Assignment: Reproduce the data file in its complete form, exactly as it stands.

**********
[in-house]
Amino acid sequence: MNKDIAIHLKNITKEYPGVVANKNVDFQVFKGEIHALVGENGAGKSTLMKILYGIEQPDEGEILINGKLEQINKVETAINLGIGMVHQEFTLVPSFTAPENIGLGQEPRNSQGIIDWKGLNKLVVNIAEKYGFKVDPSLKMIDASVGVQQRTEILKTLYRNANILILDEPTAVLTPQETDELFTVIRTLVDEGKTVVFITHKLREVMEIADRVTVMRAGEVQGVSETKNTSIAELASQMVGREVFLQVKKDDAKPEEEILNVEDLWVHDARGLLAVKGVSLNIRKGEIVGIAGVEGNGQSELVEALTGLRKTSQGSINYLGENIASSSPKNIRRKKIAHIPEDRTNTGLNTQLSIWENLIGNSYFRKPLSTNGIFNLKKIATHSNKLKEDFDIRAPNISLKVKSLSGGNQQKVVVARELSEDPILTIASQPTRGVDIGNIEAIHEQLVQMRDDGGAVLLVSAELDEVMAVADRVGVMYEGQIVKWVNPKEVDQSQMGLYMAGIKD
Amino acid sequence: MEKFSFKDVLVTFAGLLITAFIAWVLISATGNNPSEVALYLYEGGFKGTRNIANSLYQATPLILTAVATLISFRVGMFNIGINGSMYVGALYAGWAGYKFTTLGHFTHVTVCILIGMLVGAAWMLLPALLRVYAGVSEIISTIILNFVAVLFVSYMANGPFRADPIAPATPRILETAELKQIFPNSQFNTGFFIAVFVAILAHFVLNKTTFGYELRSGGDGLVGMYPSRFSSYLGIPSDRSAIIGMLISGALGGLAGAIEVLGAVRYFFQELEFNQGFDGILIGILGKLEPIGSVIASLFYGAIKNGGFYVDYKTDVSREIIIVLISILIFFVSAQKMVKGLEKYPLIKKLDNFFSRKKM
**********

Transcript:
[in-house]
Amino acid sequence: MNKDIAIHLKNITKEYPGVVANKNVDFQVFKGEIHALVGENGAGKSTLMKILYGIEQPDEGEILINGKLEQINKVETAINLGIGMVHQEFTLVPSFTAPENIGLGQEPRNSQGIIDWKGLNKLVVNIAEKYGFKVDPSLKMIDASVGVQQRTEILKTLYRNANILILDEPTAVLTPQETDELFTVIRTLVDEGKTVVFITHKLREVMEIADRVTVMRAGEVQGVSETKNTSIAELASQMVGREVFLQVKKDDAKPEEEILNVEDLWVHDARGLLAVKGVSLNIRKGEIVGIAGVEGNGQSELVEALTGLRKTSQGSINYLGENIASSSPKNIRRKKIAHIPEDRTNTGLNTQLSIWENLIGNSYFRKPLSTNGIFNLKKIATHSNKLKEDFDIRAPNISLKVKSLSGGNQQKVVVARELSEDPILTIASQPTRGVDIGNIEAIHEQLVQMRDDGGAVLLVSAELDEVMAVADRVGVMYEGQIVKWVNPKEVDQSQMGLYMAGIKD
Amino acid sequence: MEKFSFKDVLVTFAGLLITAFIAWVLISATGNNPSEVALYLYEGGFKGTRNIANSLYQATPLILTAVATLISFRVGMFNIGINGSMYVGALYAGWAGYKFTTLGHFTHVTVCILIGMLVGAAWMLLPALLRVYAGVSEIISTIILNFVAVLFVSYMANGPFRADPIAPATPRILETAELKQIFPNSQFNTGFFIAVFVAILAHFVLNKTTFGYELRSGGDGLVGMYPSRFSSYLGIPSDRSAIIGMLISGALGGLAGAIEVLGAVRYFFQELEFNQGFDGILIGILGKLEPIGSVIASLFYGAIKNGGFYVDYKTDVSREIIIVLISILIFFVSAQKMVKGLEKYPLIKKLDNFFSRKKM